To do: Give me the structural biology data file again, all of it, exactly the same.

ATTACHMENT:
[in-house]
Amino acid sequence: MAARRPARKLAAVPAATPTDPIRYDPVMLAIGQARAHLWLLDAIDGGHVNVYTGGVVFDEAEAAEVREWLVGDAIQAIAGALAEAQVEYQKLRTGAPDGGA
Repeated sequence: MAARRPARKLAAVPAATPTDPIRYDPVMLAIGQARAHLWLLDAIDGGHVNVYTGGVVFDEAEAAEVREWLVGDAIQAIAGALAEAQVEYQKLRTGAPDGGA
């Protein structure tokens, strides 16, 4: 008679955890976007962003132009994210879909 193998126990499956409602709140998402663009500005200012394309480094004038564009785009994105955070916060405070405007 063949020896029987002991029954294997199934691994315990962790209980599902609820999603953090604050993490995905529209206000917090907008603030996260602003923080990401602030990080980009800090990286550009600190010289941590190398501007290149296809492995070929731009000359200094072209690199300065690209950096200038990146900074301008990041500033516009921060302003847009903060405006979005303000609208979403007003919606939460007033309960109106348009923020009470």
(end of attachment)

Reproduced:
[in-house]
Amino acid sequence: MAARRPARKLAAVPAATPTDPIRYDPVMLAIGQARAHLWLLDAIDGGHVNVYTGGVVFDEAEAAEVREWLVGDAIQAIAGALAEAQVEYQKLRTGAPDGGA
Repeated sequence: MAARRPARKLAAVPAATPTDPIRYDPVMLAIGQARAHLWLLDAIDGGHVNVYTGGVVFDEAEAAEVREWLVGDAIQAIAGALAEAQVEYQKLRTGAPDGGA
């Protein structure tokens, strides 16, 4: 008679955890976007962003132009994210879909 193998126990499956409602709140998402663009500005200012394309480094004038564009785009994105955070916060405070405007 063949020896029987002991029954294997199934691994315990962790209980599902609820999603953090604050993490995905529209206000917090907008603030996260602003923080990401602030990080980009800090990286550009600190010289941590190398501007290149296809492995070929731009000359200094072209690199300065690209950096200038990146900074301008990041500033516009921060302003847009903060405006979005303000609208979403007003919606939460007033309960109106348009923020009470």